Part 4: Honored to Have This Seat

“I am 100% committed to changing the fabric of our city.”

Part 4 of an oral history story from an interview with Mayor Jerome Prince, Gary, Indiana. You can find Part 1 here, Part 2 here, and Part 3 here.

Transcript for Honored to Have This Seat

For me, people who held government offices were – it appeared – largely connected to someone in some sort of fashion, whether it was through the school that they had attended or the fact that their family had been elected officials, or they were part of a fraternity, or some “prestigious group” of people. And if you look and think about my upbringing, we were just a poor family who migrated from Illinois to Indiana and, you know, teen parents if you will, and just not your typical average person that you would think would gravitate to those positions. But what I did discover is that I had an ability to connect with people. I understood that I had a passion to exercise and to deliver service. I understood that I had a commitment to excellence, if you will, and to do the very best I can.

I thought that by running and obtaining the position of precinct committee person, that I could change the world, you know? And I found out very quickly that you could become a little bit more involved, but you certainly weren’t in a position to impact the sort of change that I thought was necessary.

What really made me understand the relation between being a committee person at this level and actually being able to impact change was my desire to try to get streets repaved in my neighborhood. I thought that all I had to do was make some noise and get other people to join me, and so we took that path. I actually initiated a petition, took it around my neighborhood, and we submitted it to the administration at that particular time, and I don’t think it got a second look. And so, it became very clear to me that you have to do a little bit more than this, but more importantly, you have to be in the position to effectuate change. And so not even a full year after winning for precinct committee person in 1998, in 1999, I think I’ve got a pretty good handle of what’s going on here and certainly the direction in which I should take to become more engaged, and I filed to run for city councilperson.

I quickly discovered that although I could have a greater impact and a greater connection to the constituents as a councilperson, that still wasn’t the seat where I could actually initiate or implement the type of change that I believe needed to be. Because of the way the system is set up, you have nine councilpersons, and we’re a strong mayor form of government, and the initiatives have to start from the administrative side. And today I find myself sitting in that seat about thirty-six days in. However, it’s not as simple as just sitting in this seat. All of the factors and conditions that existed prior to me sitting here still exist: the financial constraints, the political aspects of it, and just the fact that the city finds itself in a really precarious situation. However, I’ve always been of the mindset that it’s what you do with the resources that you have that’s probably equally important as to attracting more resources.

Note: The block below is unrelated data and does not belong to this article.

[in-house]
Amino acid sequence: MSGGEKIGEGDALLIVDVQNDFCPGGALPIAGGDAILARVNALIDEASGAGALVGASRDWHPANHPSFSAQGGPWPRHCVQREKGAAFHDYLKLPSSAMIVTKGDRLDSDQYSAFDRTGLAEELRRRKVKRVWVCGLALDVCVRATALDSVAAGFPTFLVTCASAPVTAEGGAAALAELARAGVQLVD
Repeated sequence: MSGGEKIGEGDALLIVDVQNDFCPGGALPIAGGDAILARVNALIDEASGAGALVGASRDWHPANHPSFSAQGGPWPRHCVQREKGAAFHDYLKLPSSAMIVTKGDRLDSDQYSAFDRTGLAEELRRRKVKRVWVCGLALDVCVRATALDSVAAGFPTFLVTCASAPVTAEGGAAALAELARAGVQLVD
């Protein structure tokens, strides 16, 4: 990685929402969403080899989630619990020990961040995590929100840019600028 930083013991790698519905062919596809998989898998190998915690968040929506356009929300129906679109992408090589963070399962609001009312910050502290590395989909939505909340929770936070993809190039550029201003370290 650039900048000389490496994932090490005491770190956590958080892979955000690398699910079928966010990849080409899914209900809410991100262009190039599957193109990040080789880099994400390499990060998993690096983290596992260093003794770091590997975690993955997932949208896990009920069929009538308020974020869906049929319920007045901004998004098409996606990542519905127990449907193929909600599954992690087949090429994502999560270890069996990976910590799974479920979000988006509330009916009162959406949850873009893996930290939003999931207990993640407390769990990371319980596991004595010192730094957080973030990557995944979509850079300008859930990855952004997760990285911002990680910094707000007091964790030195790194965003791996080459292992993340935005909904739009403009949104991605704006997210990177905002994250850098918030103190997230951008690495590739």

The easiest thing that I could do is say, “Sure, we’re going to fix your street, and chop the tree, or do whatever needs to be done.” It’s not very realistic that I could make a promise like that today. It needs to be done in a very concise manner and that’s the approach that we’re going to take. And more importantly, we’re going to share this information with the residents and so that they have a realistic expectation.

The thing that I would want to share most to people is that I am one hundred percent committed to changing the fabric of our city across the board. I’m pleased and honored to have this seat, but it’s not an assignment or an appointment that I take lightly, and I’ll spend every moment that I am in this seat to make sure that we do the best, and also to make sure that every dollar that’s being spent in the city somehow translates to a direct benefit to the residents of the city.

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